Blog

Public Speaking Tips for New Instructors

By Maria DelGreco When I was first accepted into a graduate program in communication, I was assigned to be a discussion instructor for Public Speaking, a class that I had never taken let alone taught before. I was barely older than my students, fresh out of an undergraduate program, with zero teaching experience, and I […]

The Interrelatedness Between Teaching and Academic Advising

By Emma-Björngard-Basayne As someone who both teaches introductory philosophy courses and works as an Academic Advisor in the UConn School of Business, I have always felt that there is a strong connection between teaching and advising. Early on, I realized that my experiences advising and teaching were informing each other. For example, from advising, I […]

Provocation Pedagogy

By Krista Dotzel “But who are we to judge whether a 15 year old Yanomami girl in the Amazon can marry a 35 year old?! That’s being ethnocentric!” This impassioned proclamation came from a previously quiet and checked-out student in the introductory cultural anthropology class I was teaching. Other students in the class weren’t having […]

Not Just Trigger Warnings: Supporting Survivors of Sexual & Domestic Violence in the Classroom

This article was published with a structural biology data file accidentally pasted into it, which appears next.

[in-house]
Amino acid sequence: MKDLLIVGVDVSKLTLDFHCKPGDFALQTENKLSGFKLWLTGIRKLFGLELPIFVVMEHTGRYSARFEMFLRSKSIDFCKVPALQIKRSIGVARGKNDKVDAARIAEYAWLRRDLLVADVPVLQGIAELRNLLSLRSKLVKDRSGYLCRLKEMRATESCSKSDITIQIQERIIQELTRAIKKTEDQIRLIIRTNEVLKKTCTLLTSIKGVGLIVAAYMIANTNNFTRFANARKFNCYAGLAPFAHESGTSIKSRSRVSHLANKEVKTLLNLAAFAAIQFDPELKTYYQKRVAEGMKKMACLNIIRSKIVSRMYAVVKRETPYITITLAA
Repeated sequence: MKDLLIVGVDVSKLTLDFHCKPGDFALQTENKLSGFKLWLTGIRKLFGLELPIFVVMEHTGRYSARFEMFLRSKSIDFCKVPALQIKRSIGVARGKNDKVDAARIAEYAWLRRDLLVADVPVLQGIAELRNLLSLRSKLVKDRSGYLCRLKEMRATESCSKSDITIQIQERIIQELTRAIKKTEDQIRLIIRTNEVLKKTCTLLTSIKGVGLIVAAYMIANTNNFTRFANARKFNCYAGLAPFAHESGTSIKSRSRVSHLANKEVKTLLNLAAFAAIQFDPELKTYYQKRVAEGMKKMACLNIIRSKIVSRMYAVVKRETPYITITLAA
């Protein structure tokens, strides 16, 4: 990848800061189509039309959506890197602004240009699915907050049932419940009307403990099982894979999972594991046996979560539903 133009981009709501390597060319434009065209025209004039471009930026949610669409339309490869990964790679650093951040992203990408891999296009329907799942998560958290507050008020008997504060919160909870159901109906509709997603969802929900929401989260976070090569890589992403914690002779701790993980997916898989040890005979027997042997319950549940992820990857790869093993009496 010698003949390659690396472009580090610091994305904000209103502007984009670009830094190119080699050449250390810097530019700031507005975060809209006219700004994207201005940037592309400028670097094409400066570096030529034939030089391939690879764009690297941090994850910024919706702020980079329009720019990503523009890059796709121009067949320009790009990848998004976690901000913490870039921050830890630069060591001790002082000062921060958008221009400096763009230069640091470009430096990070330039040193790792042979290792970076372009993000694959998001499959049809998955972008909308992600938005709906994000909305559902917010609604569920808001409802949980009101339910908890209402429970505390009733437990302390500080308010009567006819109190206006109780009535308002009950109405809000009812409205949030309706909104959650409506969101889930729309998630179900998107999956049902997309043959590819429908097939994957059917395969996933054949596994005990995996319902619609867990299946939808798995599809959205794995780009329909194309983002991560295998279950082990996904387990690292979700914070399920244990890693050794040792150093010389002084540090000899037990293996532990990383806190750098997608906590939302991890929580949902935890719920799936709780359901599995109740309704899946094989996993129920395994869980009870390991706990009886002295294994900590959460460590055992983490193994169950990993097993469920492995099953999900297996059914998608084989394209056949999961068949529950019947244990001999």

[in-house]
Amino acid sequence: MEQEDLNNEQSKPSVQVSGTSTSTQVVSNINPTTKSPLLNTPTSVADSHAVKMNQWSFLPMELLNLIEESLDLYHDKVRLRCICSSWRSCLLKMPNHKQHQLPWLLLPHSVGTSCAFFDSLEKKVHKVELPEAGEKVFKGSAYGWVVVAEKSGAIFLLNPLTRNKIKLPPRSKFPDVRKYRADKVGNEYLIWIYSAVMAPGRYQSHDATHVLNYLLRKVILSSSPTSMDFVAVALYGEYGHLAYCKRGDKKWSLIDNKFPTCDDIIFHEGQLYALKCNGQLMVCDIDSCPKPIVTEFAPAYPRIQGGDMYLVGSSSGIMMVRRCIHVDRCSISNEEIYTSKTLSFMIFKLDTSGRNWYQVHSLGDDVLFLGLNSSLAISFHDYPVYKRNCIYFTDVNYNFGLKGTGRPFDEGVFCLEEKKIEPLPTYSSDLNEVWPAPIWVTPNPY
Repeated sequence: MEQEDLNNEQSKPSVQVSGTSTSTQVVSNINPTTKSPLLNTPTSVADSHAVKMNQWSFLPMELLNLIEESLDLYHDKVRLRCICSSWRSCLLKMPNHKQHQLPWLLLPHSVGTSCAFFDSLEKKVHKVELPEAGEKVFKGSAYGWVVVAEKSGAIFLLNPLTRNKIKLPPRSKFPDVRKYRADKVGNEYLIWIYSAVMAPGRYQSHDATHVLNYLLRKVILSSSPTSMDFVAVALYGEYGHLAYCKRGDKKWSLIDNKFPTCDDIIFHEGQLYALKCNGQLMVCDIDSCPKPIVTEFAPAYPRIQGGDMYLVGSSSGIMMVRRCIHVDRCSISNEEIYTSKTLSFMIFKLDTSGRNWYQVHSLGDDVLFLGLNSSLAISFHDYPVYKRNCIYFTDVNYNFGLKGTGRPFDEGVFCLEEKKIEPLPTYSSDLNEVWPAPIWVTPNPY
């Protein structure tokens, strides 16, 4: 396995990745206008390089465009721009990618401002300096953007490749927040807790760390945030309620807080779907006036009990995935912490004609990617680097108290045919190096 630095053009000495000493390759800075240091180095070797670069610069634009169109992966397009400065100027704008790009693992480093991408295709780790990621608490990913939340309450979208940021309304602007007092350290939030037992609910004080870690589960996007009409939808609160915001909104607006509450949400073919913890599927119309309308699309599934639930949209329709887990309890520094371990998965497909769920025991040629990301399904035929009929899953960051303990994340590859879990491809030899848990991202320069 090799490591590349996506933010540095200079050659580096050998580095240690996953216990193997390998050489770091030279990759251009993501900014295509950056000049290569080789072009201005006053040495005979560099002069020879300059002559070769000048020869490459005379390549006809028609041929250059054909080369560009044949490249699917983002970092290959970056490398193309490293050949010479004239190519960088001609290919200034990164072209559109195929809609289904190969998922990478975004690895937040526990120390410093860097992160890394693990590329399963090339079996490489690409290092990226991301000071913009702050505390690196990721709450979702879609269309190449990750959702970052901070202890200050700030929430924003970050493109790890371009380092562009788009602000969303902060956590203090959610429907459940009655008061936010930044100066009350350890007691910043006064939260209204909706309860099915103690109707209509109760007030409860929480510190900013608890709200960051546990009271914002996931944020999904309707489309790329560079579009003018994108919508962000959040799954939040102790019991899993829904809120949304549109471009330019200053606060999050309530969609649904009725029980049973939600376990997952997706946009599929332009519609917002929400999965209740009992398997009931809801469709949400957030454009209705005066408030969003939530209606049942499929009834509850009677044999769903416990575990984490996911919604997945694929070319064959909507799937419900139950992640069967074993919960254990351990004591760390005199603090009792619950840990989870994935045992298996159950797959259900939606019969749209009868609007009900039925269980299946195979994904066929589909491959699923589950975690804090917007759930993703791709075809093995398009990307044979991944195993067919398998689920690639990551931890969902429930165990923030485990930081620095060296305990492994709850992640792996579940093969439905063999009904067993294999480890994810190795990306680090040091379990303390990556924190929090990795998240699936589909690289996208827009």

By Lynne Alexander Sitting here in the aftermath of the Kavanaugh confirmation hearings and swearing-in ceremony, I feel anguished and drained. Surviving in this fractured and divided nation and being bombarded with imagery and rhetoric from all sides that is potentially triggering and deeply upsetting has been a struggle. The past few weeks were particularly […]

Diversity for Beginners: Easy First Steps Toward More Inclusive Courses

By Cynthia DeRoma Diversity and inclusion matter not just for equal opportunity considerations, but also for academic outcomes. Scholars who feel the objectivity of their field preempts them from having to worry about issues of inclusion should be aware that recent research has been showing positive correlations between diversity and academic success. For example, Steffens […]

Whose (dis)comfort? Claiming, Naming, and Holding Pronouns in the Classroom

By Susan B. Marine Hi, my name is Susan, and my pronouns are she, her, and hers. So goes my standard introduction these days, at everything from faculty meetings, to church functions, to meeting the new barista at my local coffee shop/office. It rolls off my tongue quite naturally, but this was not always so. […]